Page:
i have a 2004 outback 3.0 that started overheating 3 days after i purchased it. I had the obveous replaced; heat sensor. radiater cap. When I went to rewplace the thermostate I found that it had been removed. Put in an after market therm and it didn;t change situation. I replaced water pump. That didn't work. Situation now is that the two upper hoses get hot quickly and are under pressure; lower hose is much cooler and not pressureized.Logic dictates either a bad therm (but it overheated even when the therm was removed) or a bad radiator (but the radiator seemed to pass water freely when I had it out. I understand there is a chemical that detects carbon in cooling system. Seems that should be my next step to rule out hg. I also understand that heater plays a roll in cooling system but not sure how much it would effect water temp and pressure. Any suggestions would be appreciated

Asked by Mar 19, 2016 at 09:45 PM about the 2004 Subaru Outback H6-3.0 L.L. Bean Edition Wagon

Question type: Maintenance & Repair

started overheating. I replaced heat sensor, radiator cap. Went to replace
therm. but found it
didn't have one. Did relace it with a non subaru therm. Didn't solve problem
so replaced water pump. Also didn't solve problem. Current situation is that
the top two hoses heat up and pressurize very quickly while the bottom
stays cool and non pressurizes. At this point the engine is still cool to touch.  
I understand there is a hg problem with Subaru engines so I am getting the
chemical that will show if there is carbon in your cooling system. I also
understand that the heater core is a part of the cooling system. Don't know
if it would cause this problem. Radiator seems like a logical fix except I ran
water through it and it flowed smooth and clean. Any suggestions would be
greatly appreciated.

1 Answer

14,145

Subaru's, I understand, use a special oversized thermostat, so, using the aftermarket unit was probably a mistake. Cooling is a big part of the car, and I would not advise fooling around with this, otherwise, you could overheat and blow the head gaskets. That would be VERY expensive.

Your Answer

Add photo

Related Questions

Search Subaru Outback Questions

Subaru Outback Experts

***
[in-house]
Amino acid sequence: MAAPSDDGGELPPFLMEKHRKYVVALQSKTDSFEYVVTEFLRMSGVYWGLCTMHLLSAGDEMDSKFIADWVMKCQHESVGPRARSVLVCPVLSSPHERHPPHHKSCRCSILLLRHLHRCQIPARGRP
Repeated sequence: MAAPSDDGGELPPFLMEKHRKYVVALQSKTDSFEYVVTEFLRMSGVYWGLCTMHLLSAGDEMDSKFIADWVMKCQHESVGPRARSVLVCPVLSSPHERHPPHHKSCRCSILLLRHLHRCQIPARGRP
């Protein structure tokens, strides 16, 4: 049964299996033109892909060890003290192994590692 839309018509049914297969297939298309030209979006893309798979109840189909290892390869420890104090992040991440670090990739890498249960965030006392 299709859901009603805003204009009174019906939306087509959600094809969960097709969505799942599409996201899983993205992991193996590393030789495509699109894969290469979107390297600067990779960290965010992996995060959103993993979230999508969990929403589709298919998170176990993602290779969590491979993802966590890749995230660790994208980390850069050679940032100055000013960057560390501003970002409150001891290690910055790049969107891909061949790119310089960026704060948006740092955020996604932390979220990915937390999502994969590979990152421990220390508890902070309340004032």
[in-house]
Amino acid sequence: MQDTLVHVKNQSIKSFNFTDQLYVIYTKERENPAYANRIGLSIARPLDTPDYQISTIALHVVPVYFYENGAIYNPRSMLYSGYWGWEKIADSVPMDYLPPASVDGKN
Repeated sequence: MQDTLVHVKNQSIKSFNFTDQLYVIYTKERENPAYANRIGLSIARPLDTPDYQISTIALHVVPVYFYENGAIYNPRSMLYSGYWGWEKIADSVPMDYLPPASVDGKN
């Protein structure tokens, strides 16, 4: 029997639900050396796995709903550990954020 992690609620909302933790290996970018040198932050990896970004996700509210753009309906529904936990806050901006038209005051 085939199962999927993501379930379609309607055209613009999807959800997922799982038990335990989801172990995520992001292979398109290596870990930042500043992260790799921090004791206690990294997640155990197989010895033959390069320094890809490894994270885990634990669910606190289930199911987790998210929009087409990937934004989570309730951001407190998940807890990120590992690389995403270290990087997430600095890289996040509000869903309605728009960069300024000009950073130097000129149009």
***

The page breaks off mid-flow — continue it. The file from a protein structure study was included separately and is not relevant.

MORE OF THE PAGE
#1 Markw1952
Markw1952
Reputation 4,720
#2 FordNut
FordNut
Reputation 1,490
#3 TheSubaruGuruBoston
TheSubaruGuruBoston
Reputation 1,360
View All

Related Models For Sale

Used Subaru Forester
374 Great Deals out of 21,183 listings starting at $1,290
Used Subaru Legacy
247 Great Deals out of 17,066 listings starting at $1,300
Used Subaru Impreza
204 Great Deals out of 7,919 listings starting at $1,795
Used Honda CR-V
1,316 Great Deals out of 73,649 listings starting at $1,118
Used Toyota RAV4
1,148 Great Deals out of 55,710 listings starting at $1,999
Used Toyota 4Runner
406 Great Deals out of 20,535 listings starting at $2,499
Used Toyota Highlander
693 Great Deals out of 27,882 listings starting at $2,988
Used Toyota Tacoma
799 Great Deals out of 33,979 listings starting at $2,499
Used Jeep Grand Cherokee
1,162 Great Deals out of 70,568 listings starting at $495
Used Honda Accord
1,258 Great Deals out of 78,204 listings starting at $969
Used Toyota Camry
1,524 Great Deals out of 101,099 listings starting at $700
Used Subaru Impreza WRX
49 Great Deals out of 1,283 listings starting at $1,999
Used Ford Escape
1,728 Great Deals out of 86,325 listings starting at $995

Used Cars For Sale

2017 Subaru Outback For Sale
21,010 listings starting at $23,756
2016 Subaru Outback For Sale
27 Great Deals out of 850 listings starting at $22,126
2015 Subaru Outback For Sale
80 Great Deals out of 1,415 listings starting at $14,995
2014 Subaru Outback For Sale
91 Great Deals out of 1,743 listings starting at $10,495
2013 Subaru Outback For Sale
47 Great Deals out of 1,194 listings starting at $8,970